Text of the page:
The Income Tax Act, 1961 (“IT Act”), allows certain taxpayers to carry forward and set off the losses incurred in a financial year (“FY”)against the income of subsequent FYs, on satisfaction of prescribed conditions. However, to ensure taxpayers do not use such beneficial provisions to escape their tax liabilities, the IT Act also includes anti-abuse provisions, which disallow carry forward or set off of such losses under specified circumstances. In this respect, section 79 of the IT Act disallows a closely held company from carrying forward and setting off its tax losses if there is a change in the beneficial ownership of shares carrying more than 49% of the voting power of the company as compared to the year in which the loss was incurred (subject to certain exceptions). This provision was introduced with the intent to curb the practice of profitable enterprises acquiring loss making undertakings for the sole reason of utilising tax losses accumulated by such undertakings to reduce their taxable business profits.Continue Reading Section 79 cannot be invoked when there is no change in ultimate beneficial shareholding

unquoted shares

Background

In order to ensure income does not escape assessment, anti-abuse provisions under the Indian Income-tax Act, 1961 (“IT Act”) have been strengthened through multiple amendments. The Finance Act, 2017 introduced two such provisions to the IT Act, i.e., sections 56(2)(x) and 50CA, to bring under the scope of tax any notional gain that arises when shares[1] of a company are transferred for a consideration less than their the fair market value (“FMV”). This was followed by the introduction of a computation mechanism[2] to determine the FMV of the shares being transferred.Continue Reading Shares under lock-in period valued as unquoted shares

Registration as a charitable institution cannot be made subject to conditions not prescribed under the IT Act

Background

The Income Tax Act, 1961 (“IT Act”) prescribes a special taxation regime for charitable trusts and institutions which are registered under the said Act. Sections 11-13 of the IT Act enable the income of a charitable trust or institution to be exempt from tax, subject to the satisfaction of certain prescribed conditions. Before such exemption can be claimed, the charitable trust or institution needs to make an application before the Commissioner of Income Tax (“CIT”) or the Principal Commissioner of Income Tax (“PCIT”), seeking registration as a charitable trust or institution under the IT Act. The CIT or PCIT can then pass an order accepting or rejecting the application for registration.Continue Reading Registration as a charitable institution cannot be made subject to conditions not prescribed under the IT Act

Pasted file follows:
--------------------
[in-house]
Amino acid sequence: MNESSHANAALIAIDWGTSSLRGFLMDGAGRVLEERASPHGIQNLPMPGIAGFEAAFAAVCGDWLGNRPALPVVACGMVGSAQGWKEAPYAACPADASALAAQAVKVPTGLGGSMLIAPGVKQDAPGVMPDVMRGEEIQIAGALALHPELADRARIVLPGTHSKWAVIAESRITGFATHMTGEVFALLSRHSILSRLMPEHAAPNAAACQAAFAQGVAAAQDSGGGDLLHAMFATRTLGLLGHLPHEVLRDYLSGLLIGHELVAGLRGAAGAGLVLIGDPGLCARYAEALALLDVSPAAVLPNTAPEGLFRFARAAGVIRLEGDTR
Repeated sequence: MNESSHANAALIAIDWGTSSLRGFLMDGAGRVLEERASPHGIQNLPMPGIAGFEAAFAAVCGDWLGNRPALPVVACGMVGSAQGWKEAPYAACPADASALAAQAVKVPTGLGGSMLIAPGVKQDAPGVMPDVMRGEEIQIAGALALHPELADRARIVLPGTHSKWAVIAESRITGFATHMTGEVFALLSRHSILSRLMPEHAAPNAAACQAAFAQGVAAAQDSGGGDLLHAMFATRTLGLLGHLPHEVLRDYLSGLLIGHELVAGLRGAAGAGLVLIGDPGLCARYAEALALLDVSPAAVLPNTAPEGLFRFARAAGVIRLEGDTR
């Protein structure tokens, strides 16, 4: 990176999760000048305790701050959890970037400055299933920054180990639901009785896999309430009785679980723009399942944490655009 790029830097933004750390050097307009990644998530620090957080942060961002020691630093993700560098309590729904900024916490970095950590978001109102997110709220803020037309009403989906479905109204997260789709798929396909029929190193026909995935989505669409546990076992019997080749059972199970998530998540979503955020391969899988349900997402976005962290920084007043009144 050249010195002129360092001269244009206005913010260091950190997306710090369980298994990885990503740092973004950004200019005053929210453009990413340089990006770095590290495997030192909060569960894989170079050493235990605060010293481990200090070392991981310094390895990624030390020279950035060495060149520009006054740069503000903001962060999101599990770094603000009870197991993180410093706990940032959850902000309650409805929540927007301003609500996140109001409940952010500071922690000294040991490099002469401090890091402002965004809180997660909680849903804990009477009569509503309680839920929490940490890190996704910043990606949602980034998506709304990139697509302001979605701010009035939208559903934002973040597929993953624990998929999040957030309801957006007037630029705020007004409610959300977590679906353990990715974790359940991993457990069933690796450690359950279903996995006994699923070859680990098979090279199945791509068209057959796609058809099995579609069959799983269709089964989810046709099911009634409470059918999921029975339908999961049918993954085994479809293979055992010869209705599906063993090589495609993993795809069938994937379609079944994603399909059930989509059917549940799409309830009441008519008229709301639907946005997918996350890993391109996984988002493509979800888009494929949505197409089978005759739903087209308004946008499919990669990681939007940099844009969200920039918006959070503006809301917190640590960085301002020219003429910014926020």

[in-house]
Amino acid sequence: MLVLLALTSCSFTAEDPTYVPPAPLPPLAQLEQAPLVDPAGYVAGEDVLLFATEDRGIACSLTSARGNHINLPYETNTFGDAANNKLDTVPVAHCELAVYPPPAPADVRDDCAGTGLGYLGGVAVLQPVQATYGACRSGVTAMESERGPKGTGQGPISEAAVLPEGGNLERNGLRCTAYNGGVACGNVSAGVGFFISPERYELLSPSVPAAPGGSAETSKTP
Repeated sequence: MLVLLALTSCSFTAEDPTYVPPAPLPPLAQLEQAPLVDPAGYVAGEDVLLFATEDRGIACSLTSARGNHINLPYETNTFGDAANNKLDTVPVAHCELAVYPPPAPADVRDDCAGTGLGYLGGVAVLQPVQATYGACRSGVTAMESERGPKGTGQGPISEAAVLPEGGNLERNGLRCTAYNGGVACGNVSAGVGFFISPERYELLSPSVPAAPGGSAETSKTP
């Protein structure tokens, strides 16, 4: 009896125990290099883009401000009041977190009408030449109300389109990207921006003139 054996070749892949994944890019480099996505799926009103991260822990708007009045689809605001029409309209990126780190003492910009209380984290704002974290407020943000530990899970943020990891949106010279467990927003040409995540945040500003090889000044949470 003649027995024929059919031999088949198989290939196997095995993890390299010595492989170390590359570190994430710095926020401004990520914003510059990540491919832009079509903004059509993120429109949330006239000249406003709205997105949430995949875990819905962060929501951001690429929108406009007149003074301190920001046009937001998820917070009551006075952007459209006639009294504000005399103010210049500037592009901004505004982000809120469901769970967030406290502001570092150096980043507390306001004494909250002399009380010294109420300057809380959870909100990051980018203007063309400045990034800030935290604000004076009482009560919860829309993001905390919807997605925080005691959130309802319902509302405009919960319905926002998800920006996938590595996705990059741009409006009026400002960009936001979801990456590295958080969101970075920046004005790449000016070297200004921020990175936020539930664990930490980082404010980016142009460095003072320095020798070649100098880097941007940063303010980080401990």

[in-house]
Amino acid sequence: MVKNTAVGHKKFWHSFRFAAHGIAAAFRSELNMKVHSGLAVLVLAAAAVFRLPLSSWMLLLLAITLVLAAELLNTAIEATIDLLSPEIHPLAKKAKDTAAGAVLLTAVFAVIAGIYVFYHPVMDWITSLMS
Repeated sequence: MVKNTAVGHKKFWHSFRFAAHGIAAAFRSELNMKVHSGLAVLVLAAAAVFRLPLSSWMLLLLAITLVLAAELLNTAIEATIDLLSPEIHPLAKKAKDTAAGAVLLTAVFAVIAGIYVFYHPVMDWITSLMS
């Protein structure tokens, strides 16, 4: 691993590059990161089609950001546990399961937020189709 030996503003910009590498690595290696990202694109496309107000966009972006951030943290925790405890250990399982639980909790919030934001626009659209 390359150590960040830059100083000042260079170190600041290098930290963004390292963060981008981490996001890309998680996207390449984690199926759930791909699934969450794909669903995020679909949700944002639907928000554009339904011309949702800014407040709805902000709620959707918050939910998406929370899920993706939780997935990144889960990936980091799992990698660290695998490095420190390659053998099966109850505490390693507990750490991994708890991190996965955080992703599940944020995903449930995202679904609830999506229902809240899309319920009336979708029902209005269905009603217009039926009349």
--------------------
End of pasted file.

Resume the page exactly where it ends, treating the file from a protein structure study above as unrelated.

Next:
Beneficial ownership requirement not in-built in Capital Gains Article

Background

Historically, the Indo-Mauritius tax treaty has exempted capital gains arising to Mauritian investors from sale of shares of Indian companies, from being taxed in India. As a result, many investors used to structure their investments in India through entities incorporated in Mauritius, to claim this treaty benefit. This prompted the Indian tax authorities to renegotiate its tax treaty with Mauritius (and other countries), to, inter alia, acquire the right to tax capital gains arising from sale of shares of Indian companies and to introduce a limitation of benefits (“LOB”) clause, which excluded any shell/conduit company to claim certain benefits under the Indo-Mauritius tax treaty.

Even prior to such amendments, courts have denied the capital gain exemption under the Indo-Mauritius tax treaty to entities that were mere shell companies incorporated in Mauritius for the sole purpose of treaty shopping[1]. Recently, a similar question arose before the Mumbai Income-tax Appellate Authority (“ITAT”) in Blackstone FP,[2] where investments in Indian shares had been made prior to the amendment of the Indo-Mauritius tax treaty.Continue Reading Beneficial ownership requirement not in-built in Capital Gains Article

Determining Tax Implications on Hiring Foreign Employees from Related Foreign Entities

Multinational companies (“MNCs”), with a view to utilise available skill within the MNC group, often depute employees from a foreign entity to another entity of the same group. During the period of deputation, such employees often retain their employment with the original parent entity, typically to enjoy continued social security benefits. Employees under such arrangements (“Secondment Agreements”) are referred to as, inter alia, ‘seconded employees.’Continue Reading Your Employee or Mine? – Determining Tax Implications on Hiring Foreign Employees from Related Foreign Entities